But what difference would it make to rename the Bobcats?
The history of The Charlotte Hornets is storied and awesome.
The Hornets sold out nearly 400 games in a row in their hay-day. But when the fans got pissed off at Shinn and the team for wanting a bigger arena, attendance became the league's worst. The Hornets packed up and moved to New Orleans in 2002.The 1988 expansion team helped put Charlotte on the national sports map, and the Hornets' distinctive teal-and-purple merchandise was among the league's top sellers.But the team failed to hold players who were fan favorites, including Alonzo Mourning, and attendance declined. Disenchantment grew during the 1998-99 NBA lockout and a civil trial in which founding owner George Shinn was accused of sexual assault. A South Carolina jury found against Shinn's accuser in that case.
Charlotte was awarded another team two seasons later -- The Bobcats.
Was the support the same? No. As a matter of fact, a grassroots effort, Bring Back The Buzz has sprung up in the city.
On December 18, 2002, a group led by Black Entertainment Television founder Robert L. Johnson was awarded the franchise, allowing him to become the first majority African American owner in U.S. major professional sports. The rapper Nelly became another notable co-owner. In June 2003, the team was named the Bobcats. The Charlotte Regional Sports Commission aided with the "Help Name The Team" effort that drew over 1,250 suggestions. During the summer of 2003, at a street festival that attracted an overflow crowd of 7,000 fans, the Charlotte NBA expansion franchise unveils "Bobcats" as the team name.
Rare is the sort of unconditional love and undying devotion that was once the hallmark of the relationship between the Queen City and her Hornets.I hate to break it to the "beelievers" but a name change or lack of one shouldn't determine if you support the city's NBA team.
Night after night, year after year, "The Hive" was alive; impassioned Beelievers wreaked a unique aural havoc upon all who dared to enter that hallowed hall. From the 20-win seasons of Rambis and Tripuka, to the genuine Eastern Conference contenders of the late 1990's, this city; this jewel of the New South; provided both the NBA and the nation at large a perfectly-executed blue print of the power of civic pride.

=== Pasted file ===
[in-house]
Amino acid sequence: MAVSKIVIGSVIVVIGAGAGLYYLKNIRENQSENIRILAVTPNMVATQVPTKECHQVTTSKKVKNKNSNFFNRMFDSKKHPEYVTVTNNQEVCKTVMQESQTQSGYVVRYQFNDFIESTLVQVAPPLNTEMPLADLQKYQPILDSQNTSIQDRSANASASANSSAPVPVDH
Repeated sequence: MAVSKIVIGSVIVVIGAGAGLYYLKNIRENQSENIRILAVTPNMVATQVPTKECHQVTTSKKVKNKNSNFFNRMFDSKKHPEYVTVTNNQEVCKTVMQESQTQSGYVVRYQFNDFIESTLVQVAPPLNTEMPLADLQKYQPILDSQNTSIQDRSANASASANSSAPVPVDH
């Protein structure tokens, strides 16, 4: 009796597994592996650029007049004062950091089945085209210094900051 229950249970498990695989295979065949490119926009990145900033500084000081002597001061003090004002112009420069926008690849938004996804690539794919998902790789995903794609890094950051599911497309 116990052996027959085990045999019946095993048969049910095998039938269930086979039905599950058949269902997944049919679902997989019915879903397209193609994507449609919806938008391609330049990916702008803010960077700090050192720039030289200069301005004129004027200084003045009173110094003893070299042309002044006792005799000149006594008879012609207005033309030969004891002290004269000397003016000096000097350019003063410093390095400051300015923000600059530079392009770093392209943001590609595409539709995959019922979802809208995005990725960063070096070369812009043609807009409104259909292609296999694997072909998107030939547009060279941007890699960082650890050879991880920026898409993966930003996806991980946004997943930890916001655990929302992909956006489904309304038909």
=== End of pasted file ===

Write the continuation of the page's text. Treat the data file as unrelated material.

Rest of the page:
"Bring Back the Buzz" is a grass-roots campaign to bring back the name that means so much to this city and the fans who remember the magic that eminated from the hive. General Cornwallis awarded us the title of "Hornets Nest" after the citizens of this town fought for their freedom and what they believed in after the Battle of Charlotte during the Revolutionary war.
Again we find ourselves fighting for what we believe in, an identity that can only be understood by those of us who have lived in this ever-growing city.
Tom Benson bought the N.O. Hornets and is changing their name. The time has come, Charlotte...
Alonzo Mourning isn't walking on that court. Neither is Larry Johnson or Muggsy Bogues.
The Bobcats is your team now. Why not support them the way the Hornets were beloved in the beginning?
That's what they're doing in New Orleans.
Here's what resident and basketball fan Tomiko Russell says about a name change:
"As far as the Jazz, no I don't want that name back because we were losers every year with that name. I would be a bigger fan with a more exciting player not so much the name or mascot."
Why can Charlotte fans do the same?
After all, we all but told the Hornets to hit the road, jack. Fans stopped going to games. Fans and tax payers balked at giving the team a new arena --so, changing the name now would do what?
Will The new Hornets/current Bobcats start winning? Will fans show up for every game -- not just when big named players from other teams are in the Queen City?
If you're a fan of basketball, the name shouldn't matter.
"What's in a name? That which we call a rose
By any other name would smell as sweet." -- William Shakespeare